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To the Editor.—Dr. Salinger's interesting letter in the August 1966 issue of the Archives brings to mind a similar incident which occurred approximately ten years ago.
One summer day while reflecting on the pleasures of a sojourn to Yosemite National Park, a very nervous and distressed 35-year-old woman was ushered into my office complaining bitterly about an itching and crawling sensation of three weeks' duration in her left ear. No other symptoms were present. She had visited several busy otologists; however, the symptoms intensified and were said to be particularly annoying at night.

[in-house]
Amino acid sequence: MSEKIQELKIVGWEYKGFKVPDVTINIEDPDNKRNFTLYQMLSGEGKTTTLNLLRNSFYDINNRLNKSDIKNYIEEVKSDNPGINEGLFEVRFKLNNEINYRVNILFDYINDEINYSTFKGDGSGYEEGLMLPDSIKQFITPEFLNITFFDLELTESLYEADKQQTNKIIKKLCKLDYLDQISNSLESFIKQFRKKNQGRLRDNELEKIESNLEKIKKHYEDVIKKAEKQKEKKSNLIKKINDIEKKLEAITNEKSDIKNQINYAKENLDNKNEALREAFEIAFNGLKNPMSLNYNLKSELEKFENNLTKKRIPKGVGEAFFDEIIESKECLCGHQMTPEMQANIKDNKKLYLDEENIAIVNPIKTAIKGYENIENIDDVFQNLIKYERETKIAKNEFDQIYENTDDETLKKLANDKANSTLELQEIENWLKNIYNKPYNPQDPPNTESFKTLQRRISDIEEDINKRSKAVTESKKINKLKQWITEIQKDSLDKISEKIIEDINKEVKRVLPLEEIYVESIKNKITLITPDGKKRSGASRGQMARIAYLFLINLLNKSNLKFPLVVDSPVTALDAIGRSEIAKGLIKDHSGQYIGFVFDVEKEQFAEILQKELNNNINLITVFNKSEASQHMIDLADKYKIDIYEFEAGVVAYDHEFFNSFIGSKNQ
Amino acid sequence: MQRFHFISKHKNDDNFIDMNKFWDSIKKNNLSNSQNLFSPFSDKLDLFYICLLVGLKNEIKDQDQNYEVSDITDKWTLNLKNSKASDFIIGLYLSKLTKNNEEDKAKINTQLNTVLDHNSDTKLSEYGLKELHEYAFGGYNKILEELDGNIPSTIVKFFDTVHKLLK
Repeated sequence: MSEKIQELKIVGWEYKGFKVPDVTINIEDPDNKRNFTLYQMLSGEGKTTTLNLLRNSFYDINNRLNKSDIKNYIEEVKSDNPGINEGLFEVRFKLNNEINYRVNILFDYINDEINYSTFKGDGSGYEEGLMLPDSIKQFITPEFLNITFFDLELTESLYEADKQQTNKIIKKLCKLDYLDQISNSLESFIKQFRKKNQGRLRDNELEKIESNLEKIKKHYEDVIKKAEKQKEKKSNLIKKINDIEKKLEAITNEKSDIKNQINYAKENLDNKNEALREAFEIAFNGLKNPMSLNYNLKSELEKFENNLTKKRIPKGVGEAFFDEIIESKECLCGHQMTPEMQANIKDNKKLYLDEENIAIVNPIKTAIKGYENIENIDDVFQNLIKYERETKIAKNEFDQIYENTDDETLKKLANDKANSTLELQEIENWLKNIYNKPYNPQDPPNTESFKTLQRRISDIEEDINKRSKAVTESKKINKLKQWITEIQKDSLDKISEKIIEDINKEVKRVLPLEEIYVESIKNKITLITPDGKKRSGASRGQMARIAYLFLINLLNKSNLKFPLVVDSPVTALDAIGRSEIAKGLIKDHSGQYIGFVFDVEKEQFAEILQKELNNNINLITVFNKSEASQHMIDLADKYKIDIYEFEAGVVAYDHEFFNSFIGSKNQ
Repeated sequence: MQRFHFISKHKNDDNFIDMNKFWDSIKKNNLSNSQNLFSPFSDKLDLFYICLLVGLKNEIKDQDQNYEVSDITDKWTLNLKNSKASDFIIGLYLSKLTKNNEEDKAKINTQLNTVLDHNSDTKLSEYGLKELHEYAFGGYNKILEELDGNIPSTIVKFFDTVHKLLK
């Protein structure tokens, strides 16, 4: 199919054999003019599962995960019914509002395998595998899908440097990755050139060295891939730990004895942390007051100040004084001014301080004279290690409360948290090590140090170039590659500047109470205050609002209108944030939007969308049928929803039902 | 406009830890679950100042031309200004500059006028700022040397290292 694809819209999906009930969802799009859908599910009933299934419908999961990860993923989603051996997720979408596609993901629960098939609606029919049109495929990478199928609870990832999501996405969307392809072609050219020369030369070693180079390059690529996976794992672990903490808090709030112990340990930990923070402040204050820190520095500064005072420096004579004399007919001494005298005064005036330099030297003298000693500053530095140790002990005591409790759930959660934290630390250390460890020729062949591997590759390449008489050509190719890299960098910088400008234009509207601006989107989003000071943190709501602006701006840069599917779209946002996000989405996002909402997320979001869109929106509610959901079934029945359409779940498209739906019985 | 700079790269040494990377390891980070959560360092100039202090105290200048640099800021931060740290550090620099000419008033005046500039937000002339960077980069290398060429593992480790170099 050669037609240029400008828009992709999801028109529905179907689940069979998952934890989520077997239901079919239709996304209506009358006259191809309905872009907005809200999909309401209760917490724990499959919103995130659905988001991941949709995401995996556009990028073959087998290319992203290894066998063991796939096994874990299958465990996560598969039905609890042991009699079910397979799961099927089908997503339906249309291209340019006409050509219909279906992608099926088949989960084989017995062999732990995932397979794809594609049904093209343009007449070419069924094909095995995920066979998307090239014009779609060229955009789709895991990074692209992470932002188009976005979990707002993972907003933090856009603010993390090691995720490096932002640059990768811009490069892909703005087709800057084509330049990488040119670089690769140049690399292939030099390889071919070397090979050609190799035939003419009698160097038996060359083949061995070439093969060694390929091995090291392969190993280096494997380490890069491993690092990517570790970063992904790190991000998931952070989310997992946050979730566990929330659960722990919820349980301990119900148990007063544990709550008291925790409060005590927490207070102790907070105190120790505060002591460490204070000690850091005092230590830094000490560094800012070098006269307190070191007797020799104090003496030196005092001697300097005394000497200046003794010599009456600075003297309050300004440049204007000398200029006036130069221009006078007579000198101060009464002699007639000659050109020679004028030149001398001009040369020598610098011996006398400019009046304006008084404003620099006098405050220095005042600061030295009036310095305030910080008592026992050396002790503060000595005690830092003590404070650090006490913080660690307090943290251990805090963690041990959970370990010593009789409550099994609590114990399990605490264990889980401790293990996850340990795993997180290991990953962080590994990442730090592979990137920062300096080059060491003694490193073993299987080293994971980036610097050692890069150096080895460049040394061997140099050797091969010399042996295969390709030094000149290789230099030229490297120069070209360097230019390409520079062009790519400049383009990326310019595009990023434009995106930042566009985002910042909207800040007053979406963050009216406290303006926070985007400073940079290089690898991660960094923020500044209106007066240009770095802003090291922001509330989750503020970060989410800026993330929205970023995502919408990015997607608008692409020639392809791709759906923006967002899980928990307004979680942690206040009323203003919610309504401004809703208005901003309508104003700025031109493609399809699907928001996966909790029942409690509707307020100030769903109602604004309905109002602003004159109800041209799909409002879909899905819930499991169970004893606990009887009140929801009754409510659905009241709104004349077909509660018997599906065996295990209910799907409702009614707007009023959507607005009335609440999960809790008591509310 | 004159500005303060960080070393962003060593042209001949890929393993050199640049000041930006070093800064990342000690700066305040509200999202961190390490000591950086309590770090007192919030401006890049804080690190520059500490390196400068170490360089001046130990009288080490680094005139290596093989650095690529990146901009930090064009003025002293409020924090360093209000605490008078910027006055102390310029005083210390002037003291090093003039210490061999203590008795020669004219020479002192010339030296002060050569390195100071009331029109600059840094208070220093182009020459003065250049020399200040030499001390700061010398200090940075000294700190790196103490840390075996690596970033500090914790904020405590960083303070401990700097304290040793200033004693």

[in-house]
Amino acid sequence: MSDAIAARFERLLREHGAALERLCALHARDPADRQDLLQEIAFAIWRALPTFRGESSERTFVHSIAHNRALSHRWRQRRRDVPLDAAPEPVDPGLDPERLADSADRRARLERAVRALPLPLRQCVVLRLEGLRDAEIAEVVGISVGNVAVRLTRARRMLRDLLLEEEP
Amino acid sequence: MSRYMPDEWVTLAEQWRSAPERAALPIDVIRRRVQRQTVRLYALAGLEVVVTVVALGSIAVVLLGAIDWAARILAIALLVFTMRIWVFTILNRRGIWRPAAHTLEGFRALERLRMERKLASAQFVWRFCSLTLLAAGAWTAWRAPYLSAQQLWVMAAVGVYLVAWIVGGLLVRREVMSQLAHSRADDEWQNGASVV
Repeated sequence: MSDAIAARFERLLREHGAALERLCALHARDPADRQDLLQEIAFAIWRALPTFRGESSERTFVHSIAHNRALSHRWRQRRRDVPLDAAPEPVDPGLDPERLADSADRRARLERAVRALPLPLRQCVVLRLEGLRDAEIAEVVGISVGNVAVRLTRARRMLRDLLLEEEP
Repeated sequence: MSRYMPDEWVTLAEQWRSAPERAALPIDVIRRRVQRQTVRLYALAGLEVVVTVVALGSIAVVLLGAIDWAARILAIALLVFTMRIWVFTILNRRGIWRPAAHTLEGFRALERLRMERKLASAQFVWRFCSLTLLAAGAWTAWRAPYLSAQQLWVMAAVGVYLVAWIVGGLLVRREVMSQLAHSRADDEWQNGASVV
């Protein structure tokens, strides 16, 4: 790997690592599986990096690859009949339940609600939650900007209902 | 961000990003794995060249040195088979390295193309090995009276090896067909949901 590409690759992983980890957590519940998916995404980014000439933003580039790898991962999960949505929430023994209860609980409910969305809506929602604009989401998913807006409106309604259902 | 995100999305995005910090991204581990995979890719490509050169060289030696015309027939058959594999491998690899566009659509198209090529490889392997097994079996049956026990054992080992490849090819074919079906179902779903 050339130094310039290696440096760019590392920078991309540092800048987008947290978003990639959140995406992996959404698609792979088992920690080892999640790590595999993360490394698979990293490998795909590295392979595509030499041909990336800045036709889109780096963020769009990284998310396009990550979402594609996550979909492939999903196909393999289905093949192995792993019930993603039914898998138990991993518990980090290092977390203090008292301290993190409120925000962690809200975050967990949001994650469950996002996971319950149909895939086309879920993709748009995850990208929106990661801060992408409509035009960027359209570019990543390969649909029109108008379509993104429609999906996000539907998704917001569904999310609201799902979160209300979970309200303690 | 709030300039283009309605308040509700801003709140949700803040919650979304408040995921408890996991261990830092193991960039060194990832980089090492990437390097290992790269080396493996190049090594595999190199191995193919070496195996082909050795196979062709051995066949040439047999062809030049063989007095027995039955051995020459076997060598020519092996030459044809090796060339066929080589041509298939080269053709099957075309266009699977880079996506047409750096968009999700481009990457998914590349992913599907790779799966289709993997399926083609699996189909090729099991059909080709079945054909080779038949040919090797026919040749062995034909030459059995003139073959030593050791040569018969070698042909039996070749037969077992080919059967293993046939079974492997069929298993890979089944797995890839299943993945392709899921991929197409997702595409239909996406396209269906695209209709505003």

Examination results were negative except for the slightest degree of myringitis and a barely visible sessile plaque of "cerumen" on the anterior wall of the external meatus at the drum level. A small applicator was placed in the meatus, and I was surprised to see the "cerumen" move. Then a jointed insect leg appeared for a
JESBERG N. COMMENT ON INSECT IN AUDITORY CANAL. Arch Otolaryngol. 1966;84(6):711. doi:10.1001/archotol.1966.00760030713017
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